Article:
A quick update for tonight. Brad is doing a bit better today, but when I was at the hospital this morning was quite tired. The good news is that engraftment continues very quickly. Today his white blood cell count was 3.7, his neutrophils 2.4. The neutrophils, which are one subtype of white blood cells, are the measure the medical staff are really looking for, and they want to see a sustained set of readings over 1. (That 1 represents a count of 1000 neutrophils per microliter of blood; thus 2.4 is 2400 per microliter, and so on.) A normal white blood cell count is somewhere between 4.5, or 4500 cells per microliter, and 10 (10,000/mL) so Brad is not all that far below the normal range. This is great news, indicating that engraftment has been swift and continues apace. (Thanks again for those great stem cells, James.)
The possible downside of a quick engraftment is the appearance of GVHD, graft vs. host disease—essentially, Brad’s new immune system attacking his body, the host, as if it were a giant disease. GVHD can express in a number of ways, from irritating (rashes) to potentially dangerous (GVHD of the liver, for instance), and he is being constantly and minutely monitored for everything that could indicate GVHD, from skin irritation to liver enzymes. Brad does have some rashes and skin irritation (for some reason his elbows have been bright red; who knew elbow rashes were a thing?), and there’s some disgreement among the medical staff as to whether they are GVHD or just random rashes. The attending transplant physician, who has years of experience, thinks the rashes aren’t serious enough, or clearly enough GVHD, to quite warrant medication (systemic steroids), given the amount of medication Brad is already on.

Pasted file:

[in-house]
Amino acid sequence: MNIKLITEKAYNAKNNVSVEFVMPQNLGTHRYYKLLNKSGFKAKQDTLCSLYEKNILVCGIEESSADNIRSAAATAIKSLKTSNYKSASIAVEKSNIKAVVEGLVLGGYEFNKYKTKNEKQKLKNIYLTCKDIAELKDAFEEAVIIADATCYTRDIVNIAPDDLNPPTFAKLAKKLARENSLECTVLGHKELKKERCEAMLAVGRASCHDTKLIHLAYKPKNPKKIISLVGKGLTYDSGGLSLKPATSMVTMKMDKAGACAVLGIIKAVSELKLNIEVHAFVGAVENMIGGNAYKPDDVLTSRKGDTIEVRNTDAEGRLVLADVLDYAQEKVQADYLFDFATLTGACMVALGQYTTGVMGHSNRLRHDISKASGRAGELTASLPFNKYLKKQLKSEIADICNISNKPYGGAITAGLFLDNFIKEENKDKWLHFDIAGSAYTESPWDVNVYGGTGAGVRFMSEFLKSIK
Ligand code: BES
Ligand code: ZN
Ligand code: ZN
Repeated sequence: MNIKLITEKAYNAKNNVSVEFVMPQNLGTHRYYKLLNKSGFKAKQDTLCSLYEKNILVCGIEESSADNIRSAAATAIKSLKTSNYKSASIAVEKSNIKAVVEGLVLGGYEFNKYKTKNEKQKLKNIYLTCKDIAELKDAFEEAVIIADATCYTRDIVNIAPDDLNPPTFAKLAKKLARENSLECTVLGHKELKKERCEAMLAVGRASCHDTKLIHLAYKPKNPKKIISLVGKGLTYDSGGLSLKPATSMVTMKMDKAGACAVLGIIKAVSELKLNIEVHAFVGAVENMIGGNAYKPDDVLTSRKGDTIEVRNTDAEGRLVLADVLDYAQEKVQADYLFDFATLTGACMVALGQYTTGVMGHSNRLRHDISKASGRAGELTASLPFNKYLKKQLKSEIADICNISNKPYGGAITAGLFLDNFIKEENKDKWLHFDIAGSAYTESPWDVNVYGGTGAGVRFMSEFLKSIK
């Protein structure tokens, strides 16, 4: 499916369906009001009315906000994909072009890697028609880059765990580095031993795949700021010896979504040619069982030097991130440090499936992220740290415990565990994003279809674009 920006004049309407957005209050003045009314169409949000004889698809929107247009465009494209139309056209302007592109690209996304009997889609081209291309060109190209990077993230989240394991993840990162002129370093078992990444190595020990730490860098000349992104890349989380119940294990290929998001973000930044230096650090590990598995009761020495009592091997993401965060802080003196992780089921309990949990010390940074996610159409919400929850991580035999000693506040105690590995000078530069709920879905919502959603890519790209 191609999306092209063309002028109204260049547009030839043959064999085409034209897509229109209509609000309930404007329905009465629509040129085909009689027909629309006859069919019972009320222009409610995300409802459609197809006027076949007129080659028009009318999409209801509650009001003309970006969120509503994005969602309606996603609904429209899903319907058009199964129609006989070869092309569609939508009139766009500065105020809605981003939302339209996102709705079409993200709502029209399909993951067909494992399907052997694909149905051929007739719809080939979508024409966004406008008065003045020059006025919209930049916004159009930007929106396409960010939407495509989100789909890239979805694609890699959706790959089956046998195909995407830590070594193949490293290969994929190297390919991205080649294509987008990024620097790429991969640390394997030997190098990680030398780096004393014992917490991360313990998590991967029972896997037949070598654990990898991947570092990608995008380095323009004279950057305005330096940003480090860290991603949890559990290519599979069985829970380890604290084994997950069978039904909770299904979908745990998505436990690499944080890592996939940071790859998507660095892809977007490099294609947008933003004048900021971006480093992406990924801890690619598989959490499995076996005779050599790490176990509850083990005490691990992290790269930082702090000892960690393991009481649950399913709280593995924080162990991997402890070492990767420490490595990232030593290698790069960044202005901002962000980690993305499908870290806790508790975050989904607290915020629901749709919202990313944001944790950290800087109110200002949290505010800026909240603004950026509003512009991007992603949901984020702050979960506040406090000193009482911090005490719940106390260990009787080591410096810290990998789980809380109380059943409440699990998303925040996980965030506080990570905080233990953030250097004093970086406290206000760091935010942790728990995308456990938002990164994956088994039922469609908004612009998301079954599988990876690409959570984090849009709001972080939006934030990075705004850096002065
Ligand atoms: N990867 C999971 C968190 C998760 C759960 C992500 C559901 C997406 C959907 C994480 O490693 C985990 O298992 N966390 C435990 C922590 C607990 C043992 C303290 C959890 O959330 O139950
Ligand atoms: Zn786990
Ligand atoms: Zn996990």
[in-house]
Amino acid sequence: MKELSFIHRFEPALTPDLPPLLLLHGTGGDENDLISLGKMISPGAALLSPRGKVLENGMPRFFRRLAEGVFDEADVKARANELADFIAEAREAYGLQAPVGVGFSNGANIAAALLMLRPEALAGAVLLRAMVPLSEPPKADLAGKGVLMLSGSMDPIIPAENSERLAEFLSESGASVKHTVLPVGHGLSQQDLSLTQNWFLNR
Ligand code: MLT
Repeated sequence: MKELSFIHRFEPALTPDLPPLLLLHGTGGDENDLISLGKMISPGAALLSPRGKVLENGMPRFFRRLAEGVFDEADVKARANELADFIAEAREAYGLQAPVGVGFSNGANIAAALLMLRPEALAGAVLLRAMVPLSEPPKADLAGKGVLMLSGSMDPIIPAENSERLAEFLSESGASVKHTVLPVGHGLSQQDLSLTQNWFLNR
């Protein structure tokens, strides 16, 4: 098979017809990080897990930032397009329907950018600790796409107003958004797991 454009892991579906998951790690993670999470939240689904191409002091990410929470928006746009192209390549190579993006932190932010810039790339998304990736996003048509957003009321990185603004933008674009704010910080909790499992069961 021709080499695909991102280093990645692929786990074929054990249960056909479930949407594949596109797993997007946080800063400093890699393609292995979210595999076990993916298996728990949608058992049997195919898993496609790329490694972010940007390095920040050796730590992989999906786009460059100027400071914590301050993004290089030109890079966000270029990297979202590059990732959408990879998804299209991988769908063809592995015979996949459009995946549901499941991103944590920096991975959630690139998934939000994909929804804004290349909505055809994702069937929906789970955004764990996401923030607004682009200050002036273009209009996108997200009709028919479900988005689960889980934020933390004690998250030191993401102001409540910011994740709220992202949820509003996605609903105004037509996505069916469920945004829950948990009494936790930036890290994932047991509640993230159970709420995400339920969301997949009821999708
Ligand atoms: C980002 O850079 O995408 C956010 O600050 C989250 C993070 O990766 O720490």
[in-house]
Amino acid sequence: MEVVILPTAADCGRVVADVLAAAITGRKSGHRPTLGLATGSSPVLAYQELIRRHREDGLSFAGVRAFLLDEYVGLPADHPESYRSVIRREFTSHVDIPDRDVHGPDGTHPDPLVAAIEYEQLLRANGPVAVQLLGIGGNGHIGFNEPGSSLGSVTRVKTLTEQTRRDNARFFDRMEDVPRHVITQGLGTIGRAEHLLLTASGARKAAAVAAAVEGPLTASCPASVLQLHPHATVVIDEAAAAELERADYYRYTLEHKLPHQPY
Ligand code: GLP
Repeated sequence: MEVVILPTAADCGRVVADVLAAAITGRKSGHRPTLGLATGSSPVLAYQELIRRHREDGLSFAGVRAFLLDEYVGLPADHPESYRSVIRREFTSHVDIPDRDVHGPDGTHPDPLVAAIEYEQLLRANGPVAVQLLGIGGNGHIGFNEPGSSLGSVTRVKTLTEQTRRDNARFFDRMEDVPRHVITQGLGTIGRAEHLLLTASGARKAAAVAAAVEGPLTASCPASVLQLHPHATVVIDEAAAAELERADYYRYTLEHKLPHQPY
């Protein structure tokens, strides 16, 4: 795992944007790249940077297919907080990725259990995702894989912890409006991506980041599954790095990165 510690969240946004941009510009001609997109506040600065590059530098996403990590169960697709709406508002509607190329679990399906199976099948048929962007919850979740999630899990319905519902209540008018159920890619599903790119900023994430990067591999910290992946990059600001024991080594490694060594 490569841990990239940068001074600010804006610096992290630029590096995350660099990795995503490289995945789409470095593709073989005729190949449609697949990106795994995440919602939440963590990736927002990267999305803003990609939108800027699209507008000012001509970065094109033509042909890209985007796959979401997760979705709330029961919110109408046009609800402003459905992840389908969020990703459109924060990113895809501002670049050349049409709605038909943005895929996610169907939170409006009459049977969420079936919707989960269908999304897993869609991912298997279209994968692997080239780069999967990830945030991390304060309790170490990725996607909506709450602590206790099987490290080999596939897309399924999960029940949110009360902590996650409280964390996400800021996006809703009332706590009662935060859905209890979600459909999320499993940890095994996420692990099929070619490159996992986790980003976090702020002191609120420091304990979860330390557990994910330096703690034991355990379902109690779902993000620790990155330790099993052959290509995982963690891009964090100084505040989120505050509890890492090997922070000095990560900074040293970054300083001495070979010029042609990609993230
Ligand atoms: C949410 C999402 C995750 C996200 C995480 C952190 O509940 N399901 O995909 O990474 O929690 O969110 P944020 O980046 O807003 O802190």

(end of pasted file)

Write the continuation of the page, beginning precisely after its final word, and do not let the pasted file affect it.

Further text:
In fact, they’re trying to step down the various meds and things he gets through his central line, including the IV nutrition. Brad’s throat has healed up enough that he is now attempting solid food; he told me he had a heart-to-heart with the dietitian today and expressed his strong preference for real food as opposed to the hospital’s “liquid diet” of sweetened yogurt, Ensure, and various pureed pap. Rumor has it his first attempt to eat dinner will be a French dip sandwich.
Those who have read Brad’s two latest updates may be either mildly relieved or very disappointed to learn that he has also been taken off his PCA, the patient-controlled dosing of the narcotic he was getting for his mouth and throat pain. The good news there is that the pain is substantially lessened; the bad news, for those of you following at home, is that slightly loopy updates may be less frequent in future. I’ve done my best, however, by pouring a glass of wine before I wrote this one.